A sacristy

The other day I received the key to a local church where The Special Gathering main office is located.  Because the sanctuary has been recently remodeled, new keys had to be made.  The key was labeled “The sacristy.”  I thought the person who labeled the key had misspelled the word sanctuary.

Later, I looked up the word and found that a sacristy is a small room usually off the sanctuary where vestments, church records and sacred vessels are kept.  The Special Gathering office is located immediately off the sanctuary in this church.  Our office would be considered part of the sacristy by someone who is not familiar with the inner workings of this local congregation.

I laughed at myself that I was stumped by this word that was new to me.  However, the situation introduces a common problem for the mentally challenged community–reading the English language.

Reading is always problematic for our members who are mentally challenged.  Even good readers may stumble while reading a difficult Bible passage or part of their lesson.  At Special Gathering, our readers’ classes are important learning grounds.  Most often, it is our leadership who attend these classes.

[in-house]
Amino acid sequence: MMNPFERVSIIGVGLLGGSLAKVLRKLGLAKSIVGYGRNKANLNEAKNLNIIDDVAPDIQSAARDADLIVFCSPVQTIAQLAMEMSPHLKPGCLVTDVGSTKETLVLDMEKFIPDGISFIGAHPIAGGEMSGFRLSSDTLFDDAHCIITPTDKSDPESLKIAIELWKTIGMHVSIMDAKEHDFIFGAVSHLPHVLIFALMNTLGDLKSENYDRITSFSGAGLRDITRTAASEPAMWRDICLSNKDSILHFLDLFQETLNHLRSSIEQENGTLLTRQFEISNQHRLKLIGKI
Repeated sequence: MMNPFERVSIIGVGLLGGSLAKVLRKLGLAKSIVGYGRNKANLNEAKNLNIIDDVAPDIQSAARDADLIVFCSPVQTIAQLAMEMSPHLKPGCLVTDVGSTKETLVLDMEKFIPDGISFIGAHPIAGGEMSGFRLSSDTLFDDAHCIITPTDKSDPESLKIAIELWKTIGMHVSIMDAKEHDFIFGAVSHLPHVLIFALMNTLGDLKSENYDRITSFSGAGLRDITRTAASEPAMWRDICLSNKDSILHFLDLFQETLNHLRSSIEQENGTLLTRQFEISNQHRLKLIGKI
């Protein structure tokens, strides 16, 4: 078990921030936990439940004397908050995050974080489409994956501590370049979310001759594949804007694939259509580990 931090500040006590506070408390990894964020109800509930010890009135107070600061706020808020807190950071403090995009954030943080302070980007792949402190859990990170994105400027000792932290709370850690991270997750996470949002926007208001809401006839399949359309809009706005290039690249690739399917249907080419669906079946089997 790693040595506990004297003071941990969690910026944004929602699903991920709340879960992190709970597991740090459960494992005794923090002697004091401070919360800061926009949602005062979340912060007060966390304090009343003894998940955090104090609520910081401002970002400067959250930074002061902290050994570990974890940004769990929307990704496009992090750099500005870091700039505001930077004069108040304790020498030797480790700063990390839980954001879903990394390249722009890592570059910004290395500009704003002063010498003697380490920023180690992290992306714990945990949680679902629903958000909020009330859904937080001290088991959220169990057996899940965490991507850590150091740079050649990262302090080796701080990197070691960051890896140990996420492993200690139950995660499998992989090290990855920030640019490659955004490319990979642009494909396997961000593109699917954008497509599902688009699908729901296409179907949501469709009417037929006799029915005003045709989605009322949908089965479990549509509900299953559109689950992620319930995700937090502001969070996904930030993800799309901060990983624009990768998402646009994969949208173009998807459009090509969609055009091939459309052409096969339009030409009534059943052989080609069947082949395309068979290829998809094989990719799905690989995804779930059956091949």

If you ask your members to read, there are a couple of things that you might want to be aware.

  1. Helping with correct pronunciation is almost always appreciated.
  2. Depending on the reading level of the class, I will sometimes move from student to student as they take turns reading.  In this way, if I need to help someone, he is not embarrassed because I’ve moved from person to person.  This makes his need for correction less obvious.
  3. I find that moving my finger under the words as the person reads may be helpful.
  4. I often pronounce the word quietly, thereby, not highlighting the problem.

Helping our readers is vital because we need to be sure that they are reading the passage correctly.  However, it is equally important to preserve their dignity.

What are some of the ways you have learned to help in reading situations?  Are there other disability issues which could be sensitive to the feelings of members?